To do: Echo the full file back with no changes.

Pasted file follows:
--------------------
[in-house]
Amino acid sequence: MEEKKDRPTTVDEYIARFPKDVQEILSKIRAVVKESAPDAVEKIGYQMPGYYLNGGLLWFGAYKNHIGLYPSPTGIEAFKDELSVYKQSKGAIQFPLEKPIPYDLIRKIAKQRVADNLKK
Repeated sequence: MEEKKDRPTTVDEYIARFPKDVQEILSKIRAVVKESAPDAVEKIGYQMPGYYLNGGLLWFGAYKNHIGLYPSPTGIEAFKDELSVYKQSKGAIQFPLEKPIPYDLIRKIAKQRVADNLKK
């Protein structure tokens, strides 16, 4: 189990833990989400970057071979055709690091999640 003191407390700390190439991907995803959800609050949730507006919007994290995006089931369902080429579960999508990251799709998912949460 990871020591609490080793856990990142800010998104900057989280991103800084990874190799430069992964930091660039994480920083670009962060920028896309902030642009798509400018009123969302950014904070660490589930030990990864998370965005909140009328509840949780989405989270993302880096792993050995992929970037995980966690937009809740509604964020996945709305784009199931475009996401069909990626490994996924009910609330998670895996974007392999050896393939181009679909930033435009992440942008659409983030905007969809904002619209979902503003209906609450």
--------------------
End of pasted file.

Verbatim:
[in-house]
Amino acid sequence: MEEKKDRPTTVDEYIARFPKDVQEILSKIRAVVKESAPDAVEKIGYQMPGYYLNGGLLWFGAYKNHIGLYPSPTGIEAFKDELSVYKQSKGAIQFPLEKPIPYDLIRKIAKQRVADNLKK
Repeated sequence: MEEKKDRPTTVDEYIARFPKDVQEILSKIRAVVKESAPDAVEKIGYQMPGYYLNGGLLWFGAYKNHIGLYPSPTGIEAFKDELSVYKQSKGAIQFPLEKPIPYDLIRKIAKQRVADNLKK
């Protein structure tokens, strides 16, 4: 189990833990989400970057071979055709690091999640 003191407390700390190439991907995803959800609050949730507006919007994290995006089931369902080429579960999508990251799709998912949460 990871020591609490080793856990990142800010998104900057989280991103800084990874190799430069992964930091660039994480920083670009962060920028896309902030642009798509400018009123969302950014904070660490589930030990990864998370965005909140009328509840949780989405989270993302880096792993050995992929970037995980966690937009809740509604964020996945709305784009199931475009996401069909990626490994996924009910609330998670895996974007392999050896393939181009679909930033435009992440942008659409983030905007969809904002619209979902503003209906609450």